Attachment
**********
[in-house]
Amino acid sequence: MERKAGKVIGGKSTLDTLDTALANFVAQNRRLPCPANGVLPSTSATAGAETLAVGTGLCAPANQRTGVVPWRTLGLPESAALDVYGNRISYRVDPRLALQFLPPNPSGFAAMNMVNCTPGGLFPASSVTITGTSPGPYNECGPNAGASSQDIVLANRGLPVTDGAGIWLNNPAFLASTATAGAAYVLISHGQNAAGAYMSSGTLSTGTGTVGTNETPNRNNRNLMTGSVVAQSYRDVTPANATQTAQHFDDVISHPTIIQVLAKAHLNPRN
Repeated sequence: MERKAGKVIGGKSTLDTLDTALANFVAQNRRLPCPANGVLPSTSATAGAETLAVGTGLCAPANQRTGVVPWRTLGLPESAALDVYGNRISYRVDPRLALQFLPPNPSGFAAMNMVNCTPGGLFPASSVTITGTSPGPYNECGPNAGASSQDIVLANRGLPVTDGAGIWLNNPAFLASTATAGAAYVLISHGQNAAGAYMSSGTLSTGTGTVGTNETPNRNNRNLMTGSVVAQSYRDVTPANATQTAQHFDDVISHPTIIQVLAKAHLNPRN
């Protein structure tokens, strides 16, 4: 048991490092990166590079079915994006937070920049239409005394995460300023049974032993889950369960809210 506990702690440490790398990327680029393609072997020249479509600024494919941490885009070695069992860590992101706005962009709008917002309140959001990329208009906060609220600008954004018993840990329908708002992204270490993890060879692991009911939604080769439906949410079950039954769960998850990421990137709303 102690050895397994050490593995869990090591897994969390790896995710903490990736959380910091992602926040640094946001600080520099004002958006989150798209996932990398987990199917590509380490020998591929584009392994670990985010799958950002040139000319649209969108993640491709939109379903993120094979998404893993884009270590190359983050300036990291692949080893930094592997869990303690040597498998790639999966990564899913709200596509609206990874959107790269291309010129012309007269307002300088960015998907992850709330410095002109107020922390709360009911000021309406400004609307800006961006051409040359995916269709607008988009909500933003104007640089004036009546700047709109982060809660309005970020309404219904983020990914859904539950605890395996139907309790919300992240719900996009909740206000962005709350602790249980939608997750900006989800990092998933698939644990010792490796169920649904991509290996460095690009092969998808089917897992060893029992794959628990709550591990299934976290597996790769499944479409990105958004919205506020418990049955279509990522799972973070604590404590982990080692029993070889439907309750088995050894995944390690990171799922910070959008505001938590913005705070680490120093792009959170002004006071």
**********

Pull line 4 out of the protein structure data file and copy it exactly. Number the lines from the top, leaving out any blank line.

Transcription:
């Protein structure tokens, strides 16, 4: 048991490092990166590079079915994006937070920049239409005394995460300023049974032993889950369960809210 506990702690440490790398990327680029393609072997020249479509600024494919941490885009070695069992860590992101706005962009709008917002309140959001990329208009906060609220600008954004018993840990329908708002992204270490993890060879692991009911939604080769439906949410079950039954769960998850990421990137709303 102690050895397994050490593995869990090591897994969390790896995710903490990736959380910091992602926040640094946001600080520099004002958006989150798209996932990398987990199917590509380490020998591929584009392994670990985010799958950002040139000319649209969108993640491709939109379903993120094979998404893993884009270590190359983050300036990291692949080893930094592997869990303690040597498998790639999966990564899913709200596509609206990874959107790269291309010129012309007269307002300088960015998907992850709330410095002109107020922390709360009911000021309406400004609307800006961006051409040359995916269709607008988009909500933003104007640089004036009546700047709109982060809660309005970020309404219904983020990914859904539950605890395996139907309790919300992240719900996009909740206000962005709350602790249980939608997750900006989800990092998933698939644990010792490796169920649904991509290996460095690009092969998808089917897992060893029992794959628990709550591990299934976290597996790769499944479409990105958004919205506020418990049955279509990522799972973070604590404590982990080692029993070889439907309750088995050894995944390690990171799922910070959008505001938590913005705070680490120093792009959170002004006071």